Summation – If you are a history or WW II buff, or you enjoy real life stories that read like thriller novels, you will like this book regardless of the narration. I urge you give this book a try even if the narrator is not your cup of tea.
"Style vs. sound"
Not every writing style works well as an audiobook. In the first half of Winter Fortress the author uses names only sparingly, preferring to refer to his subject as "he" or "him" until the topic shifts to another person, whose name will then be mentioned once .As a result, listeners unable to fully concentrate for extended periods of time will have particular difficulty following the story, and separating one Norwegian saboteur from the others. The story picks up midway, as members of the Grouse and Swallow teams battle starvation, needing to use stone-age survival skills in order to carry out their orders to delay or prevent the start of the atomic age. Once Operation Gunnerside kicks into gear, the story picks up speed, and maintains it until the end of the book. Had the publisher assigned an editor with a greater sensitivity to the needs of audiobook listeners, minor changes could have been made that would have made it much less tempting to switch to another book before the most dramatic action really begins.
"Read this book!"
Amazing story of honor, bravery, heroism and sacrifice. Read this book, you'll be glad you did!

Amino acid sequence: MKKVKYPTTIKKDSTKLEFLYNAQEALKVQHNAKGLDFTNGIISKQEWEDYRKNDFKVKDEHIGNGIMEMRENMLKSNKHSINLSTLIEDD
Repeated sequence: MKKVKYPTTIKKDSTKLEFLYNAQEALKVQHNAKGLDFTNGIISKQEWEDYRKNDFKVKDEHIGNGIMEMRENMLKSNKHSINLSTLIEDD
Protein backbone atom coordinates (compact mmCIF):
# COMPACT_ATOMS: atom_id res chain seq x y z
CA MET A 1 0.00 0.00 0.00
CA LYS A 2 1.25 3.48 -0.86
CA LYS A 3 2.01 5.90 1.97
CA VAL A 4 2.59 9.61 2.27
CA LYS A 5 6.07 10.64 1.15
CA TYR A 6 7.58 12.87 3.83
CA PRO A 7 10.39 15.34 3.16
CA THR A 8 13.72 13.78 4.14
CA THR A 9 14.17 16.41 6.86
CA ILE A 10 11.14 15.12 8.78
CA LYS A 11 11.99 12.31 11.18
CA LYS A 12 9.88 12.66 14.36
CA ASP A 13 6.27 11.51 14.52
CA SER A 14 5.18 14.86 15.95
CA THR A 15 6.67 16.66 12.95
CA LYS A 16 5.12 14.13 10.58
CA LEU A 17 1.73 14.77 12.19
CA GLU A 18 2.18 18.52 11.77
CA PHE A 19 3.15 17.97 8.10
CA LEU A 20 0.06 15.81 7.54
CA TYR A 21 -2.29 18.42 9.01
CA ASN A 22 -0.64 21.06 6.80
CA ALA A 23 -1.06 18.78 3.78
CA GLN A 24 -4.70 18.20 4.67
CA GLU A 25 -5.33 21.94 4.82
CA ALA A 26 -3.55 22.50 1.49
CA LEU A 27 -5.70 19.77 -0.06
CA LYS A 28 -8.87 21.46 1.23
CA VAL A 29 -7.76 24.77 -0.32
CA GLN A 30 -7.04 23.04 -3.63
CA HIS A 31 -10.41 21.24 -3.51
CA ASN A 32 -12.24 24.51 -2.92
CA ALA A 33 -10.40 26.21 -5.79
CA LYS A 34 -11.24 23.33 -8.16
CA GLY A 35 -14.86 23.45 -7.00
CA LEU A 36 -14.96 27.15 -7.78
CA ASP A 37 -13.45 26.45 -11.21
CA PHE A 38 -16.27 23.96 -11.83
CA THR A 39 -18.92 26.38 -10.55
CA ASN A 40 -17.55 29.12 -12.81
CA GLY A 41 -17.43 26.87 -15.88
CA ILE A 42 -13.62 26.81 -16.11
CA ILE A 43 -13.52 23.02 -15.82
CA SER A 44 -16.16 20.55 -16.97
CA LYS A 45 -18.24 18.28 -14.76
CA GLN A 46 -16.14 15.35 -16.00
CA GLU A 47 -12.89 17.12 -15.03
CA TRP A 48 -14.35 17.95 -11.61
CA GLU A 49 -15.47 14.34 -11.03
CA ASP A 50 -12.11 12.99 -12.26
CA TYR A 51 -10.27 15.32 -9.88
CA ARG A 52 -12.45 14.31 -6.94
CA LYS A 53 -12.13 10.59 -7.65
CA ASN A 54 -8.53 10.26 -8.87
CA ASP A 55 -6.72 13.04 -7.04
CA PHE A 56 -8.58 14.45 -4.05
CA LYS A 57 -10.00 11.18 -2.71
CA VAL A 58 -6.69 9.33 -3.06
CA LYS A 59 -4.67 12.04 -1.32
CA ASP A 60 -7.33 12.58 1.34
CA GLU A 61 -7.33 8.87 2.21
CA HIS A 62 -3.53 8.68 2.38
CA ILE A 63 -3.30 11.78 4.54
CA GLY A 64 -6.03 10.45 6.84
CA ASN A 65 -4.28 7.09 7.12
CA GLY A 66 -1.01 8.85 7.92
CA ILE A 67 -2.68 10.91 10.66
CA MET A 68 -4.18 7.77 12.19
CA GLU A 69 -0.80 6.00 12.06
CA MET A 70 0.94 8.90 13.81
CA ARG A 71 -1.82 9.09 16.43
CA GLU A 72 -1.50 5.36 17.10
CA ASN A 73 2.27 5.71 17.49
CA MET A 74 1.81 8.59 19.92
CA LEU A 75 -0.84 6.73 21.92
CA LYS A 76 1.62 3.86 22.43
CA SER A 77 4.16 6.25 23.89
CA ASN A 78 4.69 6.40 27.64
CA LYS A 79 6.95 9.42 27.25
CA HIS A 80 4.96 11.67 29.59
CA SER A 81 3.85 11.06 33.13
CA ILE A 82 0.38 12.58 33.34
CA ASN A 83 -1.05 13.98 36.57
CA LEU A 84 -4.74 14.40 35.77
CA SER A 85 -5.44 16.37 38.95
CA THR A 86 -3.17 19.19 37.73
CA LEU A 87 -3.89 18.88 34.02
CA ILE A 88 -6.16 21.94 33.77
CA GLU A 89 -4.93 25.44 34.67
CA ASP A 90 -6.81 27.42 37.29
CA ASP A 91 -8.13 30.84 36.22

I had known that the Nazis were pursuing an atomic bomb and the heavy water experiments but I did not know how big a role that resistance fighters had in thwarting the efforts. This handful of men changed the course of history and the detailed story of their struggle should be widely known.
interesting account of the nazi attic bomb project and the destruction by Norway of a key ingredient. Gets a little long at times
"As entertaining as nonfiction gets."
It took me a little while to get used to the narrator but I absolutely loved this book.
"Extraordinary Story, Known By Few"
Neal Bascomb has unpacked and presented an heroic adventure that quite possibly changed world history. The importance of heavy water to the Germans was paramount for their nuclear weapons program. This is the story of how Norweign commandos (chiefly) disrupted the German pursuit of heavy water at a plant in Norway and as this "liquid gold" was being transported to Germany. The tenacity and heroics of the commandos is simply epic.
Bascomb writes well. The narrator, however, has a strange drop in his voice at the end of many sentences. It's distracting. That said, the story itself and the detail developed by Bascomb make the book a great listen. I couldn't wait to walk in the morning so I could hear the next installment.
"Action, adventure, heroism, and it's all true!"
The book reads like fiction, but it captures the true story of Norwegian and British heroes who did their part to ensure Hitler never had a chance of getting the A-bomb. The book wonderfully captures the character and struggles of the men who braved natural and man-made dangers for years to prevent our instruct the production of heavy water at Vemork. while doing that, it gives a unique perspective on the Norwegian underground's broader straight to counter the German occupation and into life in occupied Norway. We'll read and well written. I'd strongly recommend it to history buffs or anyone who likes a good adventure. I would suggest that anyone who is going to listen, start by looking up Vemork, Norway on the map. You'll also want to find Hardangervidda National Park ("the vidda") and lake Møsvatn ("Lake Møs") to get an appreciation where the story is taking place. when you do you'll find how truly humbling the men's accomplishments really were.
"simple people become great heros"
the tragedy of war and the quality in humans that arise from it... very well written, you feel like your there.